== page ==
The plague that is Spectre continues to evolve and adapt, showing up in two new variants this week dubbed Spectre 1.1 and Spectre 1.2 that follow the original Spectre's playbook while expanding on the ways they can do damage.
Researchers Vladimir Kiriansky of MIT and Carl Waldspurger of Carl Waldspurger Consulting discovered the new variants of the vulnerabilities in Intel microprocessors. The pair earned a $100,000 bug bounty from Intel for their responsible reporting of the new exploits, which was paid through HackerOne.
It's no surprise there are new variants on Spectre: Because of the fundamental nature of the flaw, it has been assumed that there will be a long stream of variations on the theme. The only good news on the new discoveries, says Eric Maurice, director of security assurance at Oracle in a blog post: "Fortunately, the conditions of exploitation for these issues remain similar: malicious exploitation requires the attackers to first obtain the privileges required to install and execute malicious code against the targeted systems."
In the paper announcing the variants, Kiriansky and Waldspurger write that Spectre 1.1, "…leverages speculative stores to create speculative buffer over- flows." Unlike many of the Spectre variants that allow for threat actors to read protected memory, this buffer overflow presents the opportunity for arbitrary code execution on the affected system.
There are limits on the code execution, and the general concern is that attackers will be able to execute code that extracts data from secure memory, giving an attacker access to passwords, crypto keys, and other user authentication or data protection information.
Interestingly, the authors point out that defenses against Spectre 1.0 that use a brute-force and relatively inefficient method (a speculation barrier or lfence) would be effective against Spectre 1.1, while more efficient defenses would not.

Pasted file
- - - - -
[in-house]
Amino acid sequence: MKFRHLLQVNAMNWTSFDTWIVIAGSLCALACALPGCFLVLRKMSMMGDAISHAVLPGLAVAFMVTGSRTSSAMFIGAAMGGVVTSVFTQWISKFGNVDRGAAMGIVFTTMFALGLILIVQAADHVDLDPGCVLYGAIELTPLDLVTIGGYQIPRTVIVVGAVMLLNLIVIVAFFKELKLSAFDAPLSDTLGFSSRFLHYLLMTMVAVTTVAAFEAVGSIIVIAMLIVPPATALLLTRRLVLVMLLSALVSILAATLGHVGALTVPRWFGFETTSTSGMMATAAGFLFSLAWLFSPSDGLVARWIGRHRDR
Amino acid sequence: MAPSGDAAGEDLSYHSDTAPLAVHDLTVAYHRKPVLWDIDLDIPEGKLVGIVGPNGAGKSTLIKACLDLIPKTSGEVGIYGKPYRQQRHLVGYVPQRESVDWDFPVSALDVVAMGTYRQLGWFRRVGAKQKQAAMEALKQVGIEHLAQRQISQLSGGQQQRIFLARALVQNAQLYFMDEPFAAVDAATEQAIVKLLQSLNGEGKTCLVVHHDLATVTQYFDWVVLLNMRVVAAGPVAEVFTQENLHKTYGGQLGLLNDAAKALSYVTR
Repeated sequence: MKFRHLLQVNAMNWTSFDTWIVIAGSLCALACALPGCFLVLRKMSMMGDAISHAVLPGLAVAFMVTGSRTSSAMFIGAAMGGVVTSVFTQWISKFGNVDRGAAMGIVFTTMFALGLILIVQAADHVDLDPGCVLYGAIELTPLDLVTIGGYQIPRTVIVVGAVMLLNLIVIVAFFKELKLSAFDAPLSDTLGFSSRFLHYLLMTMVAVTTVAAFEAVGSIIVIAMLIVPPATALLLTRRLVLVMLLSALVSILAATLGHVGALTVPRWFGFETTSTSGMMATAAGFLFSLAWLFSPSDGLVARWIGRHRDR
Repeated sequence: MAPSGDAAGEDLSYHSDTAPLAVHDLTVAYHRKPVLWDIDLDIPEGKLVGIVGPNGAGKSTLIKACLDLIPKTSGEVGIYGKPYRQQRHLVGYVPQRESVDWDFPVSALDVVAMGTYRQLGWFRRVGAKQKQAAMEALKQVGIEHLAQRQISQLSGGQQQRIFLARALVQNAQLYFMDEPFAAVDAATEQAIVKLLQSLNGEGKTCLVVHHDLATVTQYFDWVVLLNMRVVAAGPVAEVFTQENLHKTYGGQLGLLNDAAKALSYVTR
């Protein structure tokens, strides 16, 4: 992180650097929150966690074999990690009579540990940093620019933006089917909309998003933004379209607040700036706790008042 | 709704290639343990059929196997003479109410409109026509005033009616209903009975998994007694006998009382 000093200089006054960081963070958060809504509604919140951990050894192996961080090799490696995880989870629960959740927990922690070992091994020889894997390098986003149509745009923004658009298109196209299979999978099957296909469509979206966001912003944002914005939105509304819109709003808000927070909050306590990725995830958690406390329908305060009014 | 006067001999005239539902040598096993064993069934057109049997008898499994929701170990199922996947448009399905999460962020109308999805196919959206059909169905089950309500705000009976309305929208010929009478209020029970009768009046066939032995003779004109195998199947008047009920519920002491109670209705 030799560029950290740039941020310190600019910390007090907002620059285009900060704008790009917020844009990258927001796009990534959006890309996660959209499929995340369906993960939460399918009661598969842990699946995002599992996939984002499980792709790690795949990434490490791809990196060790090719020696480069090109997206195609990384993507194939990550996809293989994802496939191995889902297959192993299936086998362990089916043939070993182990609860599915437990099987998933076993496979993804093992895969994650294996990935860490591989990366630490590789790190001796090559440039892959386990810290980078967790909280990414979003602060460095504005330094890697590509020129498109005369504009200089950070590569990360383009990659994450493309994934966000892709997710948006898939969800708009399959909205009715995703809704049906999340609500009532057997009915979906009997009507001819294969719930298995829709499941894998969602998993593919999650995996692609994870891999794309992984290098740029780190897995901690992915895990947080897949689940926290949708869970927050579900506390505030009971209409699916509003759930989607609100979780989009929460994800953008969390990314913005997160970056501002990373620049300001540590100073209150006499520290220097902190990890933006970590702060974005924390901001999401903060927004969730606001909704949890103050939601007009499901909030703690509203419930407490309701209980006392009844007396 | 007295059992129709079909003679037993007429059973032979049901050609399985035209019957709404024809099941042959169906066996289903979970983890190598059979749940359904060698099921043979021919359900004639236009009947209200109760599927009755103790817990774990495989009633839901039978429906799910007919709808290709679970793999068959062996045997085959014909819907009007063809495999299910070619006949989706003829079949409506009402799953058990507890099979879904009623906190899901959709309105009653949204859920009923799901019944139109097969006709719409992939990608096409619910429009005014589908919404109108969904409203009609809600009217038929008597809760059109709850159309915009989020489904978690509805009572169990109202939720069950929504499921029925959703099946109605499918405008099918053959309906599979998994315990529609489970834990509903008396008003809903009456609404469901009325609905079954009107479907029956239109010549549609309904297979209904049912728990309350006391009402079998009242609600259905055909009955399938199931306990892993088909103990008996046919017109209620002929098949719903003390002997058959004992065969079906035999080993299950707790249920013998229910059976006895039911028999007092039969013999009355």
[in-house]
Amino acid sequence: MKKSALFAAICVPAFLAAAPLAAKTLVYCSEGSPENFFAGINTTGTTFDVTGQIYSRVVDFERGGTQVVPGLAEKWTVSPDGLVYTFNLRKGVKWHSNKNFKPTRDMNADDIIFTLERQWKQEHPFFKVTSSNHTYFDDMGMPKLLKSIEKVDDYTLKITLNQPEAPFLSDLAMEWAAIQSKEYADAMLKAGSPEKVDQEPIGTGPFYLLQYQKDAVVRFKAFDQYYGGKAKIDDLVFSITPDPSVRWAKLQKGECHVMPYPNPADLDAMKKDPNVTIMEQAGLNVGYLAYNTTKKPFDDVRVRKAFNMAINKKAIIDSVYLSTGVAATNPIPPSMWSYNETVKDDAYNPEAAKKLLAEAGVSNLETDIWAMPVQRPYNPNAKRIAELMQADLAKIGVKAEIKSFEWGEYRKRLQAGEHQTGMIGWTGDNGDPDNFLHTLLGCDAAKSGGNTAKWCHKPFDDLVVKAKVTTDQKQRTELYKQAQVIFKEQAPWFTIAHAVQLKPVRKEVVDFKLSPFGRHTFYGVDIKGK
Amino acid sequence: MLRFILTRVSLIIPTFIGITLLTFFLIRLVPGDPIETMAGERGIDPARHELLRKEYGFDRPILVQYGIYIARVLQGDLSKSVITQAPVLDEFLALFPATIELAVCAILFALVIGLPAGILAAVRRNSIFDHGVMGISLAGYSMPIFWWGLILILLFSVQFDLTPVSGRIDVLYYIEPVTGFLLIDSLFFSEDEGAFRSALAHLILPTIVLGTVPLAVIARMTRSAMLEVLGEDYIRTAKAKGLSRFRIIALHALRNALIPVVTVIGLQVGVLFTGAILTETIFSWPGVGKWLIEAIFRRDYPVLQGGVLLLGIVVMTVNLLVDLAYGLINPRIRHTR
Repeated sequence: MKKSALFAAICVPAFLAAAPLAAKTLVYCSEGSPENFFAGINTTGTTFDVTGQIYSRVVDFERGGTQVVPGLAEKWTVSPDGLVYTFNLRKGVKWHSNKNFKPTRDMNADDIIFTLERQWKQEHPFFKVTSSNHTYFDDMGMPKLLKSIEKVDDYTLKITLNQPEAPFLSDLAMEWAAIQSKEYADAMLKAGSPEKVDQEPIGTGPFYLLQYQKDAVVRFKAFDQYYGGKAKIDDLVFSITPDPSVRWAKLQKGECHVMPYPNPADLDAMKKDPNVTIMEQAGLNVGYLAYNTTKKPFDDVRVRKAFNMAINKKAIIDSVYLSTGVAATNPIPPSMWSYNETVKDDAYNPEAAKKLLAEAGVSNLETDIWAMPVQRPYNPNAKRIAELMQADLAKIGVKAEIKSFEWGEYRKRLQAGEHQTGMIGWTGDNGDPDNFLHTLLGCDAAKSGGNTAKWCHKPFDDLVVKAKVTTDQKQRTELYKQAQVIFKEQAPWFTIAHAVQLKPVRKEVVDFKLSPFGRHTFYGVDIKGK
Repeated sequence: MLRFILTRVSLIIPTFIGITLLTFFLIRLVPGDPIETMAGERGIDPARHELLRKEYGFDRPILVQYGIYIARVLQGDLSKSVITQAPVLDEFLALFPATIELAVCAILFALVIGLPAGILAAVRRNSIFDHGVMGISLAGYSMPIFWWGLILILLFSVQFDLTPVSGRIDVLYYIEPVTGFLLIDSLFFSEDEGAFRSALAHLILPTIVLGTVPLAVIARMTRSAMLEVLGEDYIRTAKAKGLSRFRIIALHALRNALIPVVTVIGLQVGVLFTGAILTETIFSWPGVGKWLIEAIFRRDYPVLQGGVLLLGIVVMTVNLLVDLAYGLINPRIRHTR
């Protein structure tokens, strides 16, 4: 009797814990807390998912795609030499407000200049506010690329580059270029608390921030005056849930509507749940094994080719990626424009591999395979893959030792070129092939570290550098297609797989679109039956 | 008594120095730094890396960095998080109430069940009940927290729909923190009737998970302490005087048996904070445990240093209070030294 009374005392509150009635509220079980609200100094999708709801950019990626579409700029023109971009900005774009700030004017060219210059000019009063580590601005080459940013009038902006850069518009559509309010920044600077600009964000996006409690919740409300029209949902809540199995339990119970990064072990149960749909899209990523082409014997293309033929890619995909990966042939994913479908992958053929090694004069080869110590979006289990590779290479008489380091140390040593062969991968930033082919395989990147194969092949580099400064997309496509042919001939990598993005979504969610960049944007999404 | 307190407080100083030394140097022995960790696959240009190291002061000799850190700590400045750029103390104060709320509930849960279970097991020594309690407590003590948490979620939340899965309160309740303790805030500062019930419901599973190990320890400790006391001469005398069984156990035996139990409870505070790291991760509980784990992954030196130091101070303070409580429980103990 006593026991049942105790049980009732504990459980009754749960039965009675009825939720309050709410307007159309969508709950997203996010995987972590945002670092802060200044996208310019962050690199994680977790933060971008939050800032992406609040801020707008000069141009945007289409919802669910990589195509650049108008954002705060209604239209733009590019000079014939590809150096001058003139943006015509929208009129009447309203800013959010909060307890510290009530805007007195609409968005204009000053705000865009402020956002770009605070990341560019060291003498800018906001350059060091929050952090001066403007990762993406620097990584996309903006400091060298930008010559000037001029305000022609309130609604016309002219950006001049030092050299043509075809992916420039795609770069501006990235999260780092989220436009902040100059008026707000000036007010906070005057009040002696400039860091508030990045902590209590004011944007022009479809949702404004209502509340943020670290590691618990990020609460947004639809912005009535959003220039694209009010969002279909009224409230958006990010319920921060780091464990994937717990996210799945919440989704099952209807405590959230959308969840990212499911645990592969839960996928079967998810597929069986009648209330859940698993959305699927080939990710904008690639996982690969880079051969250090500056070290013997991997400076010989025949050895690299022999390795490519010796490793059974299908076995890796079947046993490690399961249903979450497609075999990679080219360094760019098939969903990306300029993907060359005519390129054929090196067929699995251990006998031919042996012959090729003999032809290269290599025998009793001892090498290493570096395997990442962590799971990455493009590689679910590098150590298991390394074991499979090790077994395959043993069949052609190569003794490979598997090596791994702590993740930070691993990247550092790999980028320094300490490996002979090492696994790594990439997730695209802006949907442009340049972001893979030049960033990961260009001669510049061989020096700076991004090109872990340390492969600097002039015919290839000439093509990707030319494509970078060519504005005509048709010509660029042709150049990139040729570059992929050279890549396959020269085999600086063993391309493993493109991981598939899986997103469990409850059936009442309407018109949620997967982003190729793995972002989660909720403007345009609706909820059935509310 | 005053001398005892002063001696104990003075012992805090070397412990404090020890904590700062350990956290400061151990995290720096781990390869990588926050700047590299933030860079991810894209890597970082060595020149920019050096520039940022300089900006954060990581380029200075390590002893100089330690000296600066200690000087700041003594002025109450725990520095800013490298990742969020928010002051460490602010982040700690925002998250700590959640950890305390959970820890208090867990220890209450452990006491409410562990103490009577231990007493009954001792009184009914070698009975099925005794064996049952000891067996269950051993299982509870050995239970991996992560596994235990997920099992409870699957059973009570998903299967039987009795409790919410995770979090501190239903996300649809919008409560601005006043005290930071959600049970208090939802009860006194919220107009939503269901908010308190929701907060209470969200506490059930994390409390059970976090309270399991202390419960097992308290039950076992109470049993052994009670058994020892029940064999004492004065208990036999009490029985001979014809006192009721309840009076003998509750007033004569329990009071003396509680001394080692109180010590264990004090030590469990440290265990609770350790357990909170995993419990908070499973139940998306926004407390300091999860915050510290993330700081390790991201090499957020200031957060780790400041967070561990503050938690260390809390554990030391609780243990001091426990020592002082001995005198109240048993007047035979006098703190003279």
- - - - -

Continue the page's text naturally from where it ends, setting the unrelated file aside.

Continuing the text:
The second variant allows an attacker to bypass the Read/Write PTE flags if the enforcement on those flags is lax. The outcome of an exploit of this variant could ultimately allow malware to get out of a sandbox established for system security.
In many ways, Spectre 1.2 is related to Spectre 3, which is generally called Meltdown. Unfortunately, the hardware mitigations that are effective against Meltdown are not effective against Spectre 1.2.
At this time, companies including Microsoft and Red Hat say that they're looking into the new exploits to determine whether or not their products are affected. The researchers presented confirmation that both variants are effective against Intel and ARM processors.
Kiriansky and Waldspurger suggest hardware mitigations in their paper; none of the mitigations are steps that either software developers or end user organizations can take. As with the rest of the Spectre family, full mitigation is going to have to wait for a new generation of re-architected processors to emerge from vendors such as Intel and AMD.
A browser fix for a different Spectre
The new Chrome browser is available for Windows, Mac, Linux, and Chrome OS and makes site isolation, which had been experimental and optional, the default setting for all browsers.
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